Besides chrysanthemums, many popular perennials can be divided now including phlox, fall asters, Shasta daisies, baby’s breath and liriope. Set up a plant exchange with friends and neighbors to share the excess. Planted now, Sedum spectabile and Hosta tardifolia or H. plantaginea will brighten your flowerbed in the fall with flowers. Aster novae-angilae, which is a blue aster, or the red chrysanthemum cultivar ‘Minn Ruby,’ are also late blooming.
Now is also the time to do some planning and planting of perennial flowerbeds. One way to increase the apparent length of your flower borders when seen from inside is to place the majority of the warm- and hot-colored perennial plants (yellows, oranges and reds) nearest the house. Concentrate the blues, which have a tendency to appear more distant, in the second half of the garden. Along with the blues, include some pink and mauve flowers. Plants with silver foliage can be used to provide a unifying ground color throughout.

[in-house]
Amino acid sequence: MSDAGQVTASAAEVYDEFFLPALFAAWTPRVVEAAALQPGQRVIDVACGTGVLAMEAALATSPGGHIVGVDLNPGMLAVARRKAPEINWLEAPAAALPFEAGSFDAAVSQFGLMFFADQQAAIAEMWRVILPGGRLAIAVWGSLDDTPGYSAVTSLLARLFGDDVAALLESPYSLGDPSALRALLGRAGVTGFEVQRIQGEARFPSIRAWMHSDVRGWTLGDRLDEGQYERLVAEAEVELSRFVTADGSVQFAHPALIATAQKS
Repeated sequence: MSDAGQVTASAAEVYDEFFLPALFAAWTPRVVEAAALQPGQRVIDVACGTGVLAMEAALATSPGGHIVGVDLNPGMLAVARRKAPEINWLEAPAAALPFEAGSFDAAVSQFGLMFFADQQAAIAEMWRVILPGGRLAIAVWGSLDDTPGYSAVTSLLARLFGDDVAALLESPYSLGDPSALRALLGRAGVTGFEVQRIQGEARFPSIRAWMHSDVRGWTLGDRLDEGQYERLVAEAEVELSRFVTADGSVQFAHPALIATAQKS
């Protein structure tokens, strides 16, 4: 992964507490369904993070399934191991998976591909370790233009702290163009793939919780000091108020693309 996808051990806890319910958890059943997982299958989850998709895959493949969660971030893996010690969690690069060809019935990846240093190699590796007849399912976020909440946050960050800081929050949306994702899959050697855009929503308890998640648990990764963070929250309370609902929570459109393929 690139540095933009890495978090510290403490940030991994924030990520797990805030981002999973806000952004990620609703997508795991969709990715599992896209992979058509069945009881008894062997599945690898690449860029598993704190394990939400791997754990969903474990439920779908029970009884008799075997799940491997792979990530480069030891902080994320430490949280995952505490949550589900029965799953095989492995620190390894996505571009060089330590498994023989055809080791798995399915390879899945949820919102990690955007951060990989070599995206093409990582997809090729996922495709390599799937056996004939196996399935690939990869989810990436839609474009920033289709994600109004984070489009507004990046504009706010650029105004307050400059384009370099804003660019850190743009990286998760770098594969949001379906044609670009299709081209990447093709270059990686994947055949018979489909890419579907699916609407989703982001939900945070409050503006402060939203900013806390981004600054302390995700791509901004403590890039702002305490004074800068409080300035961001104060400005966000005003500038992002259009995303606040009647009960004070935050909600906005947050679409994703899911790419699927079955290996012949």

The actual dimensions of the borders and the paths separating them can help increase the illusion of distance. In a 20-foot-long border, make the planting about 1½ feet narrower and the path about 1 foot narrower at the end away from the house.
If you would like to attract hummingbirds to the flower border this year, plant red or orange flowers. Monarda (bee balm) is a good perennial to provide nectar for these small birds. April is also a good time to scatter annual poppy seeds in flower borders. The fine seeds need no covering. The plants grow rapidly and provide colorful flowers in early summer.